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Lendio Study Shows Hispanic Business Owners Are Hungry for Growth Capital

Sep 30, 2019 • 2 min read
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      The number of loan inquiries has grown steadily in 2019, as Hispanic-owned businesses seek opportunities for expansion

      SILICON SLOPES, Utah – September 30, 2019 – A Lendio study of more than 5,000 of its small business customers reveals an uptick in loan inquiries from Hispanic-owned businesses in 2019. Additionally, the data shows that more Hispanic business owners are taking on loans, and in larger amounts than they have historically. The study also found they are outpacing their non-Hispanic counterparts when it comes to seeking growth capital.

      Findings from the study are based on information provided by small business loan applications submitted through the Lendio platform from Q3 2018 through Q2 2019.

      Key findings (based on growth over the previous three-quarter average):

      • Inquiries for small business loans grew by 14% among Hispanic business owners versus 10% among non-Hispanic owners.
      • The number of Hispanic business owners taking on loans increased by 8% versus 3% among non-Hispanic owners.
      • The total dollar amount funded to Hispanic business owners grew by 23% versus 10% for non-Hispanic owners.
      • The average loan amount for a Hispanic business owner increased 14% while the average for a non-Hispanic owner increased 8%.

      Hispanic business owners are very hard working, but more importantly, good at creating opportunity,” says Luis Salazar, President of Lendio North Florida. “What has been inspiring among the hispanic business owners I’ve had the pleasure of working with is the positive family type culture they create within their businesses.”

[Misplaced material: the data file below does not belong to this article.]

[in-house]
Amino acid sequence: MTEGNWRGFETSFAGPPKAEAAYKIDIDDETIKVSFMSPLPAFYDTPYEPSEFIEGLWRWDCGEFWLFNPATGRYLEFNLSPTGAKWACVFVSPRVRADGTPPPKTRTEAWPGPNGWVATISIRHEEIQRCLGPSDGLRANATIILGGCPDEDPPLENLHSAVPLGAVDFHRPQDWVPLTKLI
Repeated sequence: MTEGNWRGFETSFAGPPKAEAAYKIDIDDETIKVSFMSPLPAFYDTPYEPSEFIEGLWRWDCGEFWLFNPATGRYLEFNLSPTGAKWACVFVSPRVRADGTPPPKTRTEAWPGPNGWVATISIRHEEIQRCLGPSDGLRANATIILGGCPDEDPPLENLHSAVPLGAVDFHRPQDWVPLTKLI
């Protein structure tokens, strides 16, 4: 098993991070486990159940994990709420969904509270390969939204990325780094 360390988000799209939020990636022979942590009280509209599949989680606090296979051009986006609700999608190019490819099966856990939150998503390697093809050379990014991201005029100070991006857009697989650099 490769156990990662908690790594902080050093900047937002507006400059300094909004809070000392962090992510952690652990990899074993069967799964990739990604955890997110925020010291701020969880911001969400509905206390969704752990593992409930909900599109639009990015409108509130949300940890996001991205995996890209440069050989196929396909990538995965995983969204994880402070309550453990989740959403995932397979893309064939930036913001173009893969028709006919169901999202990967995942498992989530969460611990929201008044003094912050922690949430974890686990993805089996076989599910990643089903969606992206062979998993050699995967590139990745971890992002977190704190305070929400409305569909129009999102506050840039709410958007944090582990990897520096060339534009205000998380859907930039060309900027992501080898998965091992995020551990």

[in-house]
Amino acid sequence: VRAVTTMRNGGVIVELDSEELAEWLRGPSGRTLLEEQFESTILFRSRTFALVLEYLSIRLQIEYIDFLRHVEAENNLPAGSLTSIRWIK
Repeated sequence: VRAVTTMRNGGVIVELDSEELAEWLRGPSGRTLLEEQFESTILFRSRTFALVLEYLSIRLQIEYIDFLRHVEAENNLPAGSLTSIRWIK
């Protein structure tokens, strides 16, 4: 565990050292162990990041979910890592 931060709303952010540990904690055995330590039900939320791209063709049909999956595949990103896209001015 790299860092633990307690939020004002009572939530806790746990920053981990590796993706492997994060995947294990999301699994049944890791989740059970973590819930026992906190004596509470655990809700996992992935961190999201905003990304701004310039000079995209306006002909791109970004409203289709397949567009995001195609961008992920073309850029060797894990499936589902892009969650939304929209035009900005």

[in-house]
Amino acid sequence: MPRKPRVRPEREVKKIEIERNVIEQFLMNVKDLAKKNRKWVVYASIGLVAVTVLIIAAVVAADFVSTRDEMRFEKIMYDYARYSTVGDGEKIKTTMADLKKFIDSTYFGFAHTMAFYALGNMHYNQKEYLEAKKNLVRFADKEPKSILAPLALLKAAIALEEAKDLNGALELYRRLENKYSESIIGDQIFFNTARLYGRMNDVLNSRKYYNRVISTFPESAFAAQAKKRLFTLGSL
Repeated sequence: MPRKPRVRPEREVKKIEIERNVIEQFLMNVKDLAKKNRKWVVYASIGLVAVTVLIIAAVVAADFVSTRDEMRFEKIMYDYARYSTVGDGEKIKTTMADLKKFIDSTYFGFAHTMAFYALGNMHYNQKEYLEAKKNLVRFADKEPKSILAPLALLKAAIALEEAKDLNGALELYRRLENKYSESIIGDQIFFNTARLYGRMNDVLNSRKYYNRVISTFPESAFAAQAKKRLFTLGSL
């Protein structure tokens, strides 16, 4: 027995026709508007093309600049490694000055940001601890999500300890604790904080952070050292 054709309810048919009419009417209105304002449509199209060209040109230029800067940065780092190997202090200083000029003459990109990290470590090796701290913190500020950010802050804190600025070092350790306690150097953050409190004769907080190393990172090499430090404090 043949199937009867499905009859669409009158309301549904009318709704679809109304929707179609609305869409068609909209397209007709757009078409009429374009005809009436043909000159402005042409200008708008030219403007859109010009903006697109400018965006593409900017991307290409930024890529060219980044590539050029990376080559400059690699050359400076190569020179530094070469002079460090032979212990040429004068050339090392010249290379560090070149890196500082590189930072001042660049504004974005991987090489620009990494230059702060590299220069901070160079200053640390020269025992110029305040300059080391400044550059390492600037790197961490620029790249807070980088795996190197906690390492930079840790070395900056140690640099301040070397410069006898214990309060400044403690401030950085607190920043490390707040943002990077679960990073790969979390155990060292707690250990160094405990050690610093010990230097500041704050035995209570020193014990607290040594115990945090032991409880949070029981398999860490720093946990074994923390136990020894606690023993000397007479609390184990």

One such business owner is Jorge Villalobos. He immigrated from Colombia to the U.S. in 1999 and is now the owner of three small businesses in Gainesville, Florida: The Best Restoration, Gainesville Turnover Specialists and Area Rug Masters.

      “I believe this is a country of opportunities—they are around every corner. You need to have your eyes open and your mind ready to seize them,” says Villalobos. “It is important for every business owner to ensure that you are providing a good service or product … but the most important thing is to be sure that you have your money sources established.”

      The study’s findings also show that Hispanic business owners seeking growth capital tend to be younger than their non-Hispanic counterparts. Fifty-five percent of Hispanic borrowers are younger than 45 years old, while 43% of non-Hispanic borrowers fall in that age group. The average age of Hispanic borrowers is 44, while the non-Hispanic borrowers’ average is 47. Common financing needs among Hispanic owners include equipment purchases and new business opportunities.

      Lendio is the nation’s largest marketplace for small business loans. Through more than $40 million in loans to Hispanic business owners in the last year, Lendio has facilitated financing for more than 2,200 Hispanic-owned businesses across the country. In total, Lendio has facilitated more than $1.5 billion in loans to U.S. small businesses, which in turn have generated an estimated $5 billion in gross economic output.

       

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      About the author
      Melanie King

      As a reporter and editor, Melanie has written about everything from retail and tourism trends to economic development for regional newspapers, trade publications, and national magazines. As Lendio’s Director of Public Relations, she specializes in reporting fintech industry news and its impact on American small businesses. Melanie has a B.A. in Journalism from Brigham Young University. She is also a backpacker, runner, and mom of four.

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